Harper also asserts that he is not able to read and write but must rely on other prisoners to prepare his pleadings. He contends that he suffers from dyslexia. See Doc. [1] at 3. Assuming arguendo that Harper is functionally illiterate, he fails to demonstrate that he is entitled to equitable tolling based on illiteracy. As a general matter, the Fifth Circuit has held that ignorance of the law does not serve as a basis for equitable tolling. Felder, 204 F.3d at 172-73. Even if a petitioner's unfamiliarity with the law results from illiteracy, the Fifth Circuit has indicated that it does not justify equitable tolling. Turner v. Johnson, 177 F.3d 390, 392 (5th Cir. 1999). In other contexts federal courts have concluded that illiteracy and communication or language barriers do not constitute cause for procedural default or equitable tolling. See United States v. Flores, 981 F.2d 231, 236 (5th Cir. 1993); Promotor v. Pollard, 628 F.3d 878, 887 (7th Cir. 2010); see also Barrow v. New Orleans S.S. Ass'n, 932 F.2d 473, 478 (5th Cir. 1991)(holding that illiteracy and ignorance of the law cannot justify equitable tolling in case under Age Discrimination in Employment Act).

As demonstrated by the affidavit of Gia McLeod attached as an exhibit to Respondents' motion to dismiss, the Mississippi Department of Corrections provides an Inmate Legal Assistance Program (ILAP) designed to assist inmates in preparing court pleadings. Doc. [17-1]. The ILAP makes specific provisions for illiterate inmates. Id. at 3. Harper does not dispute that the ILAP was available to him. In fact he concedes that the facility where he is incarcerated has some form of inmate legal assistance. He states that there is a "legal clerk" and that "inmates at the facility are only seen in an office, one by one". Doc. [18] at 7. He does not allege that legal assistance was unavailable, only that he feels it was somehow sub par. Harper's conclusory allegations regarding the deficiencies of legal assistance at the Marshall County Correctional Facility do not rise to the level of rare and exceptional or extraordinary circumstances to justify equitable tolling, especially in light of the ILAP program available to inmates, such as Harper, who are incarcerated in an MDOC facility. See Krause v. Thaler, 637 F.3d 558, 561 (5th Cir. 2011)(holding that to prevail petitioner must allege more than that the law library was inadequate).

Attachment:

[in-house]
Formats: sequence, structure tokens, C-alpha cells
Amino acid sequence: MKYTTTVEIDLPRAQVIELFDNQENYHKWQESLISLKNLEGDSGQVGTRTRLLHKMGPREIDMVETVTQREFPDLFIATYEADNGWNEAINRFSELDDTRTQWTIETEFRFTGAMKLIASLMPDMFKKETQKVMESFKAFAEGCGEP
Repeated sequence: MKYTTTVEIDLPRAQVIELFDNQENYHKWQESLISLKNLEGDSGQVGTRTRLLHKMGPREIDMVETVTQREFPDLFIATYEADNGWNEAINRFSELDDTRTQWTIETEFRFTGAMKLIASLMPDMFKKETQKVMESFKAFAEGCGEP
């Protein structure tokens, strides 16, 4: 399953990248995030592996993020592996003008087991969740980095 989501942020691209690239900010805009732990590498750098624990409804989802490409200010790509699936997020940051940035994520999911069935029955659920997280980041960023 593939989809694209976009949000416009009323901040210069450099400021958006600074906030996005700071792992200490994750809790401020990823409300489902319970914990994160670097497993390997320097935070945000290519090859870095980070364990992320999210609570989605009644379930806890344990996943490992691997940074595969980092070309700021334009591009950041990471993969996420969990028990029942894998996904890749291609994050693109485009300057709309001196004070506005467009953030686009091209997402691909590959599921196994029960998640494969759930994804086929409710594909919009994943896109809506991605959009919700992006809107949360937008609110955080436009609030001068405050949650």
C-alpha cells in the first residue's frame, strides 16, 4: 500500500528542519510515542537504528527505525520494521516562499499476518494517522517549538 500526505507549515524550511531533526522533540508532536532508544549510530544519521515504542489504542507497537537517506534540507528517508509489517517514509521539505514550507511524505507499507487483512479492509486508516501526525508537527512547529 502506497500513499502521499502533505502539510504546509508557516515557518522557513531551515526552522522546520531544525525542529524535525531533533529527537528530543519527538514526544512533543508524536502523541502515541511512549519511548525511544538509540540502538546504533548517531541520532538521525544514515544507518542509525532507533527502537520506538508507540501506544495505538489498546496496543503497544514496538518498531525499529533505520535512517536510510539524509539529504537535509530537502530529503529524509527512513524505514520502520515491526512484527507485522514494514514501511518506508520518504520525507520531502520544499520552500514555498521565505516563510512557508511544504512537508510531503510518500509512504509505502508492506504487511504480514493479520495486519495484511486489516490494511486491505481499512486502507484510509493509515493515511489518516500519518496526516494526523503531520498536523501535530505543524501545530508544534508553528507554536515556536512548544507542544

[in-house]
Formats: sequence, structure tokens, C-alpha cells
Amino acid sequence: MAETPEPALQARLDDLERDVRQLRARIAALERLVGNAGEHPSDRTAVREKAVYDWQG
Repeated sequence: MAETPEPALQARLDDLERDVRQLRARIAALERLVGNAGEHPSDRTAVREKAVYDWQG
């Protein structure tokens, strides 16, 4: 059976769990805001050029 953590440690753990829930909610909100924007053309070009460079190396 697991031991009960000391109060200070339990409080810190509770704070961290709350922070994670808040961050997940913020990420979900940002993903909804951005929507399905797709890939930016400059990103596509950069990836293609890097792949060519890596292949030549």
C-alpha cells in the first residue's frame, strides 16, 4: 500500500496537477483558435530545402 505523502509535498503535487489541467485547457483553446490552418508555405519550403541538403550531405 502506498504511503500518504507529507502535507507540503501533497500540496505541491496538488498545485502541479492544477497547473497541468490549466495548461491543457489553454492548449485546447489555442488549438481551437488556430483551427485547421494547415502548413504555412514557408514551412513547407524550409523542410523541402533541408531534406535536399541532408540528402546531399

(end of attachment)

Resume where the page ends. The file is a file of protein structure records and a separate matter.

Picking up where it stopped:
Based on the foregoing, the undersigned recommends that Respondents' [15] Motion to Dismiss be GRANTED and that Ronnie Harper's 28 U.S.C. § 2254 petition be dismissed as time barred by the AEDPA's one-year limitation period. The undersigned further recommends that Harper's [18] Motion in Bar be DENIED.


Pursuant to 28 U.S.C. § 636(b)(1), any party who desires to object to this report must serve and file written objections within fourteen (14) days after being served with a copy unless the time period is modified by the District Court. A party filing objections must specifically identify those findings, conclusions and recommendations to which objections are being made; the District Court need not consider frivolous, conclusive or general objections. Such party shall file the objections with the Clerk of the Court and serve the objections on the District Judge and on all other parties. A party's failure to file such objections to the proposed findings, conclusions and recommendation contained in this report shall bar that party from a de novo determination by the District Court. Additionally, a party's failure to file written objections to the proposed findings, conclusions, and recommendation contained in this report within fourteen (14) days after being served with a copy shall bar that party, except upon grounds of plain error, from attacking on appeal the proposed factual findings and legal conclusions that have been accepted by the district court and for which there is no written objection. Douglass v. United Services Automobile Association, 79 F.3d 1415, 1428-29 (5th Cir. 1996).